President Obama is being raked over the coals for misleading the public with his oft-repeated pledge that, under Obamacare, “If you like your health plan, you can keep it.”
Granted, for millions of people this pledge has proved false. But there is a difference between a lie, which is a deliberate attempt to mislead, and a misstatement, which is the inevitable human error of saying something that is not exactly what you meant to say.
The president and his apologists now assure us that if he ever made such a pledge, he simply misspoke. What he meant to say was, “If we like your health plan, you can keep it.” He was just off by one little word.
As presidential spokesman Jay Carney recently put it, the health care law bans “substandard policies that don’t provide minimum services,” by which he means 10 “essential” services that all non-grandfathered plans must cover as of 2014. One of those essential services is maternity care - an important benefit to be sure, but not one universally considered essential for all individual insurance customers. Men, for instance. And women past menopause. And prepubescent children. Also women who are absolutely certain they will not get pregnant or will not carry a pregnancy to term during the life of a typical 12-month insurance contract.
While the president does not seem to believe that his promises ought to be carved in stone, his administration treats so-called grandfathered plans, which can still be offered even though they do not meet Obamacare standards, as though they must be etched in granite. As the president himself said this week (in an appearance before his now-permanent campaign enterprise known as Organizing for Action), “what we said was you could keep it if it hasn’t changed since the law was passed.” All health plans must change periodically, to keep up with various regulatory requirements or to adjust co-payments and other financial terms. But Obama’s Health and Human Services department wrote regulations that say any such change eliminates the grandfathering protection that would have enabled consumers to keep the plans they had previously selected.
The president casts this as a benefit of his promise, not a caveat.
“Most people will be able to buy better plans for the same price or even cheaper than what they got before,” the president told his non-campaign staff at Organizing for Action. He was referring to the choices and subsidies that will be offered to Americans in 36 states via the HealthCare.gov website, when - and if - that site is made operational. “Now some Americans with higher incomes will pay more up front, for better insurance with better benefits and better protections that could eventually help them a lot.” So even if you lose the plan you like, and you have to pay more for a replacement, you should be grateful that Obamacare will prevent you from making other, less wise choices about your spending priorities.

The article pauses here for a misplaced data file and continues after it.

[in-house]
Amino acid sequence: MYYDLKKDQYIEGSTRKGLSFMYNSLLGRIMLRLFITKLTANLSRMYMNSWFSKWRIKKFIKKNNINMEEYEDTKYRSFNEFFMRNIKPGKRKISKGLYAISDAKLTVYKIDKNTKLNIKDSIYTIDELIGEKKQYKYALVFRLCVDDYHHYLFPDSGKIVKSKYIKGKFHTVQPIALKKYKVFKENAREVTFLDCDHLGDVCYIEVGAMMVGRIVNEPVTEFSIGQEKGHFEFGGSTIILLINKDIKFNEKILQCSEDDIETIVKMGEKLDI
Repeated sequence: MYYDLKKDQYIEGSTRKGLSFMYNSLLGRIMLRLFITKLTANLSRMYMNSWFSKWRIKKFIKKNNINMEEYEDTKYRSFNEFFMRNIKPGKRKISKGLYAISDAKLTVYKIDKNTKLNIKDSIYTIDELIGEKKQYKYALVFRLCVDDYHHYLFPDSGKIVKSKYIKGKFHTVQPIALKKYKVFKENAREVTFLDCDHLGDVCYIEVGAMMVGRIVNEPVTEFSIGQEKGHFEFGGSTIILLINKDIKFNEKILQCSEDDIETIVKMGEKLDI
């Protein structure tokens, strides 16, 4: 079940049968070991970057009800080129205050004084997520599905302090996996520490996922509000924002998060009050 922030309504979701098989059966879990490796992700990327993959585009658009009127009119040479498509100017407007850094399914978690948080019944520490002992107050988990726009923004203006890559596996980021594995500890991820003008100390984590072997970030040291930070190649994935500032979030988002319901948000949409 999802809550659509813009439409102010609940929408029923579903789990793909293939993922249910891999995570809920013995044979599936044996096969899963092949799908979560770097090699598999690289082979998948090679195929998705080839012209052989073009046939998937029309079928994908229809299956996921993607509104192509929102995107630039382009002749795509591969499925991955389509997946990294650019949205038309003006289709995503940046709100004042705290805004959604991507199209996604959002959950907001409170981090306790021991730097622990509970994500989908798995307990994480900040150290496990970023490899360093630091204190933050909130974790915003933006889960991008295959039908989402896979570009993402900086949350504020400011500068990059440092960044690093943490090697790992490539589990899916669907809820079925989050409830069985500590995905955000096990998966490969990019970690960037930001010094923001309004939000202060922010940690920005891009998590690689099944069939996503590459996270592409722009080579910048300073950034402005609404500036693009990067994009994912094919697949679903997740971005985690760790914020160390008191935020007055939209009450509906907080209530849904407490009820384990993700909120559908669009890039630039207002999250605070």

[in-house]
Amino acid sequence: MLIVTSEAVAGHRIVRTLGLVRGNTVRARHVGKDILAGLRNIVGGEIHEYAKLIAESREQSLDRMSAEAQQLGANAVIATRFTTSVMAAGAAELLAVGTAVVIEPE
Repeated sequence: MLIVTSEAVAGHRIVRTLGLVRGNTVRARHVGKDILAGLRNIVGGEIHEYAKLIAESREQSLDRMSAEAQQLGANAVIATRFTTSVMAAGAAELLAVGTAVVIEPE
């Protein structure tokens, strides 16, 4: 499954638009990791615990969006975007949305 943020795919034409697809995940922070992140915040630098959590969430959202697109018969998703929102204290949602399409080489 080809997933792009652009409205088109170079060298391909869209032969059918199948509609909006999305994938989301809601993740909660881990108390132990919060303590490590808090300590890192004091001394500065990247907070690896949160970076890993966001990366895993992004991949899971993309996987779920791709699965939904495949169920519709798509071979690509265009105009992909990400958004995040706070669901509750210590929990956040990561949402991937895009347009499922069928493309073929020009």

Of course, not everyone is deeply attached to their particular health plan. I’d venture that most people, in fact, are perfectly willing to change their health care package, and even their insurance company, if they think they are getting a better deal. But a lot of people are deeply attached to their doctors.
Obama made a promise on that score, too. He pledged that the new law would allow Americans to keep their doctors. But many of the new health plans cover only services provided by doctors within a limited group, which may, but often will not, include the physicians customers want to use.
When the dust eventually settles over the wreckage of the HealthCare.gov vehicle, and when people get past the fact that the health plans they have are not necessarily the health plans they will be allowed to keep, attention is ultimately going to shift to the law’s bigger and more fundamental flaws. In the interest of making some form of health insurance available to most Americans who previously lacked it, the new law makes a trade-off in the forms of higher costs (with the costs often initially masked behind elaborate government subsidies) and narrower choices - and, for many people, both.
That’s the thing about presidential promises: They often hinge on every single word. After all, the president never promised you a rose garden. He just makes promises in the Rose Garden.
See the difference?